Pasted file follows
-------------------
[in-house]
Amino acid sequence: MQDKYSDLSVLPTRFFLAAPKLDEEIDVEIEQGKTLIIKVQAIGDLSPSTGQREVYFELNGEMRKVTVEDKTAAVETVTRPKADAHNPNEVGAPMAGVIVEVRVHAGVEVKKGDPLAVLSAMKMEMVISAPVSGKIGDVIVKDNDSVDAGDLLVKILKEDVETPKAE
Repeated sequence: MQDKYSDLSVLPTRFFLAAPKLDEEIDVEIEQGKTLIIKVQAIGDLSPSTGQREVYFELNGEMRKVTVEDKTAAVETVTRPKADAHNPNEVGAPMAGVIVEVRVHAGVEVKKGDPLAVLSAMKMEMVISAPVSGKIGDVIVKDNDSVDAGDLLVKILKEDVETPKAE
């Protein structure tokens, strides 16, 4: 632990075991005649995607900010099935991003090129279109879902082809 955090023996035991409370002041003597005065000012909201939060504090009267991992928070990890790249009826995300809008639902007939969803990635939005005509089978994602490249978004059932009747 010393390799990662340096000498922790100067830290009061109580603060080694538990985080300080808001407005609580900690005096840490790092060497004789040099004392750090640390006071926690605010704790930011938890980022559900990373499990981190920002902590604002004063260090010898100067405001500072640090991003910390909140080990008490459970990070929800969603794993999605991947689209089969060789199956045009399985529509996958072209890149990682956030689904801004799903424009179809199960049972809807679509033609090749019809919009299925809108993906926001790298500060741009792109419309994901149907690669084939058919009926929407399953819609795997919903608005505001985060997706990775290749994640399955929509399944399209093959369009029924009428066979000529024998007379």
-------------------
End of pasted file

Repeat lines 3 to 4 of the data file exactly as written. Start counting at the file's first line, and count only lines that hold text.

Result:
Repeated sequence: MQDKYSDLSVLPTRFFLAAPKLDEEIDVEIEQGKTLIIKVQAIGDLSPSTGQREVYFELNGEMRKVTVEDKTAAVETVTRPKADAHNPNEVGAPMAGVIVEVRVHAGVEVKKGDPLAVLSAMKMEMVISAPVSGKIGDVIVKDNDSVDAGDLLVKILKEDVETPKAE
């Protein structure tokens, strides 16, 4: 632990075991005649995607900010099935991003090129279109879902082809 955090023996035991409370002041003597005065000012909201939060504090009267991992928070990890790249009826995300809008639902007939969803990635939005005509089978994602490249978004059932009747 010393390799990662340096000498922790100067830290009061109580603060080694538990985080300080808001407005609580900690005096840490790092060497004789040099004392750090640390006071926690605010704790930011938890980022559900990373499990981190920002902590604002004063260090010898100067405001500072640090991003910390909140080990008490459970990070929800969603794993999605991947689209089969060789199956045009399985529509996958072209890149990682956030689904801004799903424009179809199960049972809807679509033609090749019809919009299925809108993906926001790298500060741009792109419309994901149907690669084939058919009926929407399953819609795997919903608005505001985060997706990775290749994640399955929509399944399209093959369009029924009428066979000529024998007379």